Book Review: Isn’t it Bromantic? by Lyssa Kay Adams

Elena Konnikova has lived her entire adult life in the shadows. As the daughter of a Russian journalist who mysteriously disappeared, she escaped danger the only way she knew how: She married her childhood friend, Vladimir, and moved to the United States, where he is a professional hockey player in Nashville.

Vlad, aka the Russian, thought he could be content with his marriage of convenience. But it’s become too difficult to continue in a one-sided relationship. He joined the Bromance Book Club to learn how to make his wife love him, but all he’s learned is that he deserves more. He’s ready to create his own sweeping romance—both on and off the page.

The bros are unwilling to let Vlad forgo true love—and this time they’re not operating solo. They join forces with Vlad’s neighbors, a group of meddling widows who call themselves the Loners. But just when things finally look promising, Elena’s past life intrudes and their happily ever after is cast into doubt.

I’ve been waiting for this book because this is one of the very few contemporary series I’m still reading, and I was frankly disappointed not to get the advance copy. Not that it stopped me because I got it soon after release and it felt like the perfect one for my august readathon prompt.

And this turned out to be as fun as I expected. When the author mentioned in the acknowledgements that she didn’t plan on writing a book for the Russian, I was surprised because he truly has been a fan favorite since the beginning. But I’m glad she did write this book because it was so much fun. Childhood best friends to lovers is my favorite trope and it was nice to find it in a book after a long time. But it was also equally angsty because there were so many misunderstandings and self-worth issues, but thankfully everything got resolved nicely. The whole idea of the hockey playing hero writing a romance novel was so unique, and perfect for the Bromance book club. The author used the process of writing of this book to highlight some of very tropey but wonderful little moments that we find in most romance novels, and also how much this writing process and the story helps in resolving the issues between the main couple in real life. The pacing is perfect, the humor very endearing and the depiction of friendships heartwarming, which made for a happy read.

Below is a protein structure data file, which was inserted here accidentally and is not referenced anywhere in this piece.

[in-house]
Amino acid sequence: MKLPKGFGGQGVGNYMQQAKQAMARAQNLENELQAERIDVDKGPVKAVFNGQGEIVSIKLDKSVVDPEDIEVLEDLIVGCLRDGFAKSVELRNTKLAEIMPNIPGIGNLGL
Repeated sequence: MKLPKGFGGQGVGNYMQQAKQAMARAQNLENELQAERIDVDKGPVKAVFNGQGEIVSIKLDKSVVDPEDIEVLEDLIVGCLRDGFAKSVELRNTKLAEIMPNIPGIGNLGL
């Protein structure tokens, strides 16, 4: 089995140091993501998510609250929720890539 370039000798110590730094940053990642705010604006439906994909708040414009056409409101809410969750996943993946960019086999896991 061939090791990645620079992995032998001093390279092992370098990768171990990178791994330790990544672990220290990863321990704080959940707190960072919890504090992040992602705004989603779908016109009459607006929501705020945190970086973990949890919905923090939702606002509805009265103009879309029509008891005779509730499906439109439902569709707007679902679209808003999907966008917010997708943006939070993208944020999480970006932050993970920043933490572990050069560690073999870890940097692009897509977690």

Vlad is just such a nice guy. We are very used to seeing stereotypical depictions of jocks and American media’s representation of Russian people always skews towards the negative, so it was lovely to see Vlad depicted as just a king, compassionate, emotional man who loves everyone with all his heart, but is unsure if he is worthy of receiving the same. Elena on the other hand has gone through a lot in her life and is chasing the void left by her journalist father, wants the love of her best friend and husband but also doesn’t want to be a burden on him. Both of them stay away from each other despite the love they have, and it was nice to see them fight their vulnerabilities and conflicting feelings to finally get to be with each other.

The book club is always a delight and I thought they were amazing here as well, helping and pestering Vlad to open up about his problems as well as nudging him on his writing journey. The Loners is another group of women who may not have a man in their lives but are full of cutting insights about relationships. And then there’s another special appearance whose name I don’t wanna spoil, but adds a lot of intrigue and hilarity to the proceedings.

In the end, I was thoroughly entertained while reading the book and I’m glad this series has been equally fun since the beginning. While the various conversations in the book about romance and masculinity and body shaming may feel a tad bit superficial, but I think even such normal talks can help dispel some of the myths and stereotypes associated. I don’t know if this series is gonna continue, but if it does, I know I’ll be ready to read.

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